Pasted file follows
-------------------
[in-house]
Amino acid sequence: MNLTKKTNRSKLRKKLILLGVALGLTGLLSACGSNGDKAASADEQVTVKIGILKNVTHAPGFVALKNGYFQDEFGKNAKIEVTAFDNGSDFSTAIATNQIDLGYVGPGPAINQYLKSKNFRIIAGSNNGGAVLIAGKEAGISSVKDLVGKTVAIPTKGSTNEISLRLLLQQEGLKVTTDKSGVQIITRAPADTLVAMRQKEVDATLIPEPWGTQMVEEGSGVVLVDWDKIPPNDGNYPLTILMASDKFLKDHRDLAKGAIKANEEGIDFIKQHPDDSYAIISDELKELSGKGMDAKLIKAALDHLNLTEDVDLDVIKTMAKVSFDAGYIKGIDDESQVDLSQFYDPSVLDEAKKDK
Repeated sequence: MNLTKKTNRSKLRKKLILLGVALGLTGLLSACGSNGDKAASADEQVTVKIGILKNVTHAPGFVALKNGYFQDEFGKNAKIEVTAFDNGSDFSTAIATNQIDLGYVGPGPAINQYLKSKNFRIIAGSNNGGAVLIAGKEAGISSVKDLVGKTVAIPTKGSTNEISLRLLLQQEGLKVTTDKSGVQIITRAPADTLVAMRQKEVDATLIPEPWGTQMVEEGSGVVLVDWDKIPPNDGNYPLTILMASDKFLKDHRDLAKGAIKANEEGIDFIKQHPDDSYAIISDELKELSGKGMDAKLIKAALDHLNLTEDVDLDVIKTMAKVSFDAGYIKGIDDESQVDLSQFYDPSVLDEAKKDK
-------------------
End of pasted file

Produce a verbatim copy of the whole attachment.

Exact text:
[in-house]
Amino acid sequence: MNLTKKTNRSKLRKKLILLGVALGLTGLLSACGSNGDKAASADEQVTVKIGILKNVTHAPGFVALKNGYFQDEFGKNAKIEVTAFDNGSDFSTAIATNQIDLGYVGPGPAINQYLKSKNFRIIAGSNNGGAVLIAGKEAGISSVKDLVGKTVAIPTKGSTNEISLRLLLQQEGLKVTTDKSGVQIITRAPADTLVAMRQKEVDATLIPEPWGTQMVEEGSGVVLVDWDKIPPNDGNYPLTILMASDKFLKDHRDLAKGAIKANEEGIDFIKQHPDDSYAIISDELKELSGKGMDAKLIKAALDHLNLTEDVDLDVIKTMAKVSFDAGYIKGIDDESQVDLSQFYDPSVLDEAKKDK
Repeated sequence: MNLTKKTNRSKLRKKLILLGVALGLTGLLSACGSNGDKAASADEQVTVKIGILKNVTHAPGFVALKNGYFQDEFGKNAKIEVTAFDNGSDFSTAIATNQIDLGYVGPGPAINQYLKSKNFRIIAGSNNGGAVLIAGKEAGISSVKDLVGKTVAIPTKGSTNEISLRLLLQQEGLKVTTDKSGVQIITRAPADTLVAMRQKEVDATLIPEPWGTQMVEEGSGVVLVDWDKIPPNDGNYPLTILMASDKFLKDHRDLAKGAIKANEEGIDFIKQHPDDSYAIISDELKELSGKGMDAKLIKAALDHLNLTEDVDLDVIKTMAKVSFDAGYIKGIDDESQVDLSQFYDPSVLDEAKKDK